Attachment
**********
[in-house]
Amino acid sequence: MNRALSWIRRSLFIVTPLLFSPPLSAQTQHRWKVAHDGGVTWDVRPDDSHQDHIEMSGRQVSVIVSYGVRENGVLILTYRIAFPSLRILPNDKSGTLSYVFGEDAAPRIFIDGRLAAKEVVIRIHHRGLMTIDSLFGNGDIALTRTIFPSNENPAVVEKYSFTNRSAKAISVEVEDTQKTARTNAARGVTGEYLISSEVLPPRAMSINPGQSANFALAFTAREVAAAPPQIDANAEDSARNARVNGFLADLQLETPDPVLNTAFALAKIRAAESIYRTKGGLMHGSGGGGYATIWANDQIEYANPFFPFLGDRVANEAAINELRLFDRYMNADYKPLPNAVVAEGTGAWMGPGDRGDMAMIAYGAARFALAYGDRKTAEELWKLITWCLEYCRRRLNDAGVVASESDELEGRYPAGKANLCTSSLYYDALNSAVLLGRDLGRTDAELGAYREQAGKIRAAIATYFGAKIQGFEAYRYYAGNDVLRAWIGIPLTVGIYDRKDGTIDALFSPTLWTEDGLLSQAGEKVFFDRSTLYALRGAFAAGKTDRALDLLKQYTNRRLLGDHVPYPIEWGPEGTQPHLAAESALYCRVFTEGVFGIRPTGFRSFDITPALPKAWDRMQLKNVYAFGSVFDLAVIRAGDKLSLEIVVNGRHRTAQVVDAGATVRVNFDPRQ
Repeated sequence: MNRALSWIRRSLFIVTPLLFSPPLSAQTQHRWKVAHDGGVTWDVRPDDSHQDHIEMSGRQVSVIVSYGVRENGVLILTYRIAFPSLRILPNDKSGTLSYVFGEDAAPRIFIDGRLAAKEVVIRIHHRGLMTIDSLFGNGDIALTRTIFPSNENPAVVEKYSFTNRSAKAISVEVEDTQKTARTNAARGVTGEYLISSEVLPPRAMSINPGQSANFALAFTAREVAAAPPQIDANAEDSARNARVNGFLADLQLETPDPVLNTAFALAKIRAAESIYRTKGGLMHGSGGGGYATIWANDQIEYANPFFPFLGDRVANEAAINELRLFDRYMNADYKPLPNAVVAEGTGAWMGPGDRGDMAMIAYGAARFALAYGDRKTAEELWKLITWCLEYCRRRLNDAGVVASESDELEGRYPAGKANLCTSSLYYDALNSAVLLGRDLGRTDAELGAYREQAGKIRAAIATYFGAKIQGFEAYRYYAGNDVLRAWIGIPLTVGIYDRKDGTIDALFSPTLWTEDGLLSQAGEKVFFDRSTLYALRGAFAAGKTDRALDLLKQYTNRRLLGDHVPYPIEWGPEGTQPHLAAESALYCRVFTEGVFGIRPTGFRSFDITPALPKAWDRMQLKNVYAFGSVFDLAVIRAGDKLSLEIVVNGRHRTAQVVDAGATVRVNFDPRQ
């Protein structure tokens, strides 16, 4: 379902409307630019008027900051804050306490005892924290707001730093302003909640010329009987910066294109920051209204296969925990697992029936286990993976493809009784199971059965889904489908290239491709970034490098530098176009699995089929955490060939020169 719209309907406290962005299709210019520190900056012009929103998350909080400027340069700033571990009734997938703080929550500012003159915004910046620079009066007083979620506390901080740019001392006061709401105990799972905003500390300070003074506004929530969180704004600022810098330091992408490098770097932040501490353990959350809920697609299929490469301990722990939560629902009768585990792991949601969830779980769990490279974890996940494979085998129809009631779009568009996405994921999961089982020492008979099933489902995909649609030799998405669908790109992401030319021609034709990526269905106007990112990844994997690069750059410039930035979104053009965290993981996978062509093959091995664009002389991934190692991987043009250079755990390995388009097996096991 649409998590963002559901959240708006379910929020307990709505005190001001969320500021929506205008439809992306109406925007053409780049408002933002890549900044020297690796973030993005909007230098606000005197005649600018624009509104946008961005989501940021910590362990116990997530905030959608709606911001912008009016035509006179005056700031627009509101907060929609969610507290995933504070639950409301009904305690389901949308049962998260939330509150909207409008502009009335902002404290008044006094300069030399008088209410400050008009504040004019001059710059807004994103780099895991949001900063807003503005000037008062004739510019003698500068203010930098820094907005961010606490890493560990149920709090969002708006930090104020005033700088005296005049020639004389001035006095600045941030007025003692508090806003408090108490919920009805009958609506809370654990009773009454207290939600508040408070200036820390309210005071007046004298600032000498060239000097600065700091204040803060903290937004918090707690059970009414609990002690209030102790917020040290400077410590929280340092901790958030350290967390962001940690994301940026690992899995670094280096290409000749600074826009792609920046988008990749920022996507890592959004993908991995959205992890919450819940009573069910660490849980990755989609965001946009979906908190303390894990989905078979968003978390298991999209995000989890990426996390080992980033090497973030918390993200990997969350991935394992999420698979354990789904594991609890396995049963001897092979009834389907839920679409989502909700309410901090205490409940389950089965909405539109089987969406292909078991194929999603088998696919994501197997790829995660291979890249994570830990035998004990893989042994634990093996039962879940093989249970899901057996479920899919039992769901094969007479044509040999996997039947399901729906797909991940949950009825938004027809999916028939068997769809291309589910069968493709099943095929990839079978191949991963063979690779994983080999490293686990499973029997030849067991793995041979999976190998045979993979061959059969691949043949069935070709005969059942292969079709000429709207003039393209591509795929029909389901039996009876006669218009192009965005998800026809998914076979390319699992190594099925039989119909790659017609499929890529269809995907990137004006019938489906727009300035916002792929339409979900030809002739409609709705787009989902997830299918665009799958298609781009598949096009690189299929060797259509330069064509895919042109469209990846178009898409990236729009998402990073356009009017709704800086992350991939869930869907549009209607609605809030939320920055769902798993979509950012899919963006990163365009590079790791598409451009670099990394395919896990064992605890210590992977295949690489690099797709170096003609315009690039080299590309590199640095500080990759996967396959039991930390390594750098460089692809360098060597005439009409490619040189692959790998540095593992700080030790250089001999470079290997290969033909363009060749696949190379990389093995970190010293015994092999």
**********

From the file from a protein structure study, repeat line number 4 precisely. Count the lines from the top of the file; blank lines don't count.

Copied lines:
């Protein structure tokens, strides 16, 4: 379902409307630019008027900051804050306490005892924290707001730093302003909640010329009987910066294109920051209204296969925990697992029936286990993976493809009784199971059965889904489908290239491709970034490098530098176009699995089929955490060939020169 719209309907406290962005299709210019520190900056012009929103998350909080400027340069700033571990009734997938703080929550500012003159915004910046620079009066007083979620506390901080740019001392006061709401105990799972905003500390300070003074506004929530969180704004600022810098330091992408490098770097932040501490353990959350809920697609299929490469301990722990939560629902009768585990792991949601969830779980769990490279974890996940494979085998129809009631779009568009996405994921999961089982020492008979099933489902995909649609030799998405669908790109992401030319021609034709990526269905106007990112990844994997690069750059410039930035979104053009965290993981996978062509093959091995664009002389991934190692991987043009250079755990390995388009097996096991 649409998590963002559901959240708006379910929020307990709505005190001001969320500021929506205008439809992306109406925007053409780049408002933002890549900044020297690796973030993005909007230098606000005197005649600018624009509104946008961005989501940021910590362990116990997530905030959608709606911001912008009016035509006179005056700031627009509101907060929609969610507290995933504070639950409301009904305690389901949308049962998260939330509150909207409008502009009335902002404290008044006094300069030399008088209410400050008009504040004019001059710059807004994103780099895991949001900063807003503005000037008062004739510019003698500068203010930098820094907005961010606490890493560990149920709090969002708006930090104020005033700088005296005049020639004389001035006095600045941030007025003692508090806003408090108490919920009805009958609506809370654990009773009454207290939600508040408070200036820390309210005071007046004298600032000498060239000097600065700091204040803060903290937004918090707690059970009414609990002690209030102790917020040290400077410590929280340092901790958030350290967390962001940690994301940026690992899995670094280096290409000749600074826009792609920046988008990749920022996507890592959004993908991995959205992890919450819940009573069910660490849980990755989609965001946009979906908190303390894990989905078979968003978390298991999209995000989890990426996390080992980033090497973030918390993200990997969350991935394992999420698979354990789904594991609890396995049963001897092979009834389907839920679409989502909700309410901090205490409940389950089965909405539109089987969406292909078991194929999603088998696919994501197997790829995660291979890249994570830990035998004990893989042994634990093996039962879940093989249970899901057996479920899919039992769901094969007479044509040999996997039947399901729906797909991940949950009825938004027809999916028939068997769809291309589910069968493709099943095929990839079978191949991963063979690779994983080999490293686990499973029997030849067991793995041979999976190998045979993979061959059969691949043949069935070709005969059942292969079709000429709207003039393209591509795929029909389901039996009876006669218009192009965005998800026809998914076979390319699992190594099925039989119909790659017609499929890529269809995907990137004006019938489906727009300035916002792929339409979900030809002739409609709705787009989902997830299918665009799958298609781009598949096009690189299929060797259509330069064509895919042109469209990846178009898409990236729009998402990073356009009017709704800086992350991939869930869907549009209607609605809030939320920055769902798993979509950012899919963006990163365009590079790791598409451009670099990394395919896990064992605890210590992977295949690489690099797709170096003609315009690039080299590309590199640095500080990759996967396959039991930390390594750098460089692809360098060597005439009409490619040189692959790998540095593992700080030790250089001999470079290997290969033909363009060749696949190379990389093995970190010293015994092999």